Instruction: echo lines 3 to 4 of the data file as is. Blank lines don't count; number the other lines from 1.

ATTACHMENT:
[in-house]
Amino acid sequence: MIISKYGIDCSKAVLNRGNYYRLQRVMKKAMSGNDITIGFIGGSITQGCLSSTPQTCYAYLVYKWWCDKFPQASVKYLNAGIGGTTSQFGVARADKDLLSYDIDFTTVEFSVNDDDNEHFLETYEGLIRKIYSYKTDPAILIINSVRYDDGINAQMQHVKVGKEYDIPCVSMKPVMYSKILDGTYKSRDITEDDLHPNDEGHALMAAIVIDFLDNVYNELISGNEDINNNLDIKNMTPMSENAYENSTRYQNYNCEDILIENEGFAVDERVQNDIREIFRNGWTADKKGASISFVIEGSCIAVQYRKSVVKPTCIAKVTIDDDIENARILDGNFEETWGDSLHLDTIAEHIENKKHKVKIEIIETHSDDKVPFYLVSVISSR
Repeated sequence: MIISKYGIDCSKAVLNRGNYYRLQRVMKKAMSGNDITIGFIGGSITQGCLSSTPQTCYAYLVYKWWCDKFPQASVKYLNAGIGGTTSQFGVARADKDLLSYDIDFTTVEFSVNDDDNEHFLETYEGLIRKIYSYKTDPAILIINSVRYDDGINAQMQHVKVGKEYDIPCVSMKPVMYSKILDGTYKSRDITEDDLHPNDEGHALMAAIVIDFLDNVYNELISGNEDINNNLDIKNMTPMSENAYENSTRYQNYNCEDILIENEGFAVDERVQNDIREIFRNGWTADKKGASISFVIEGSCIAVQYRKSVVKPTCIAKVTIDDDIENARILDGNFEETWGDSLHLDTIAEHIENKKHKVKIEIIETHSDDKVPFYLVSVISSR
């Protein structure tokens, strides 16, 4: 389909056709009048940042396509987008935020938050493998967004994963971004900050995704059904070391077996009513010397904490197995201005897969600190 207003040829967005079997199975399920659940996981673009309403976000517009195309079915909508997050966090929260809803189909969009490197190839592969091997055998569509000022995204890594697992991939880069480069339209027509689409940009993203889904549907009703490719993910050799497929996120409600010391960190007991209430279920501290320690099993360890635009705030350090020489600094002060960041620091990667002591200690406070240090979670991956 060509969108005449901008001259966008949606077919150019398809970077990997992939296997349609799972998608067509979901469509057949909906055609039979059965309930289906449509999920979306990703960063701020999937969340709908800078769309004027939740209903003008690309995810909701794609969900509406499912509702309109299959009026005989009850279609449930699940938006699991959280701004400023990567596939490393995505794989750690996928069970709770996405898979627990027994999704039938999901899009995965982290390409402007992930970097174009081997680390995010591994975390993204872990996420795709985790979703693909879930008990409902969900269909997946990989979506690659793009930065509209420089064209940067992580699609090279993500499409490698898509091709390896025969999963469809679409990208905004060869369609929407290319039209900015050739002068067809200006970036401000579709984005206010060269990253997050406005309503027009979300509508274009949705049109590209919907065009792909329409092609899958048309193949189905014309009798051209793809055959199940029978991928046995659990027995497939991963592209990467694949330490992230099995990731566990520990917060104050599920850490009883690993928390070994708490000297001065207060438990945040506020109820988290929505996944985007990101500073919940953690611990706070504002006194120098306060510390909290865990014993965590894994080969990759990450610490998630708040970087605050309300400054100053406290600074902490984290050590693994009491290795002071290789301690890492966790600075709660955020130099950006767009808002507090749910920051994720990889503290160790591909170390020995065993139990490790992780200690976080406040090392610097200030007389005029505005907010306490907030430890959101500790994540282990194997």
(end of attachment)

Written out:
Repeated sequence: MIISKYGIDCSKAVLNRGNYYRLQRVMKKAMSGNDITIGFIGGSITQGCLSSTPQTCYAYLVYKWWCDKFPQASVKYLNAGIGGTTSQFGVARADKDLLSYDIDFTTVEFSVNDDDNEHFLETYEGLIRKIYSYKTDPAILIINSVRYDDGINAQMQHVKVGKEYDIPCVSMKPVMYSKILDGTYKSRDITEDDLHPNDEGHALMAAIVIDFLDNVYNELISGNEDINNNLDIKNMTPMSENAYENSTRYQNYNCEDILIENEGFAVDERVQNDIREIFRNGWTADKKGASISFVIEGSCIAVQYRKSVVKPTCIAKVTIDDDIENARILDGNFEETWGDSLHLDTIAEHIENKKHKVKIEIIETHSDDKVPFYLVSVISSR
């Protein structure tokens, strides 16, 4: 389909056709009048940042396509987008935020938050493998967004994963971004900050995704059904070391077996009513010397904490197995201005897969600190 207003040829967005079997199975399920659940996981673009309403976000517009195309079915909508997050966090929260809803189909969009490197190839592969091997055998569509000022995204890594697992991939880069480069339209027509689409940009993203889904549907009703490719993910050799497929996120409600010391960190007991209430279920501290320690099993360890635009705030350090020489600094002060960041620091990667002591200690406070240090979670991956 060509969108005449901008001259966008949606077919150019398809970077990997992939296997349609799972998608067509979901469509057949909906055609039979059965309930289906449509999920979306990703960063701020999937969340709908800078769309004027939740209903003008690309995810909701794609969900509406499912509702309109299959009026005989009850279609449930699940938006699991959280701004400023990567596939490393995505794989750690996928069970709770996405898979627990027994999704039938999901899009995965982290390409402007992930970097174009081997680390995010591994975390993204872990996420795709985790979703693909879930008990409902969900269909997946990989979506690659793009930065509209420089064209940067992580699609090279993500499409490698898509091709390896025969999963469809679409990208905004060869369609929407290319039209900015050739002068067809200006970036401000579709984005206010060269990253997050406005309503027009979300509508274009949705049109590209919907065009792909329409092609899958048309193949189905014309009798051209793809055959199940029978991928046995659990027995497939991963592209990467694949330490992230099995990731566990520990917060104050599920850490009883690993928390070994708490000297001065207060438990945040506020109820988290929505996944985007990101500073919940953690611990706070504002006194120098306060510390909290865990014993965590894994080969990759990450610490998630708040970087605050309300400054100053406290600074902490984290050590693994009491290795002071290789301690890492966790600075709660955020130099950006767009808002507090749910920051994720990889503290160790591909170390020995065993139990490790992780200690976080406040090392610097200030007389005029505005907010306490907030430890959101500790994540282990194997």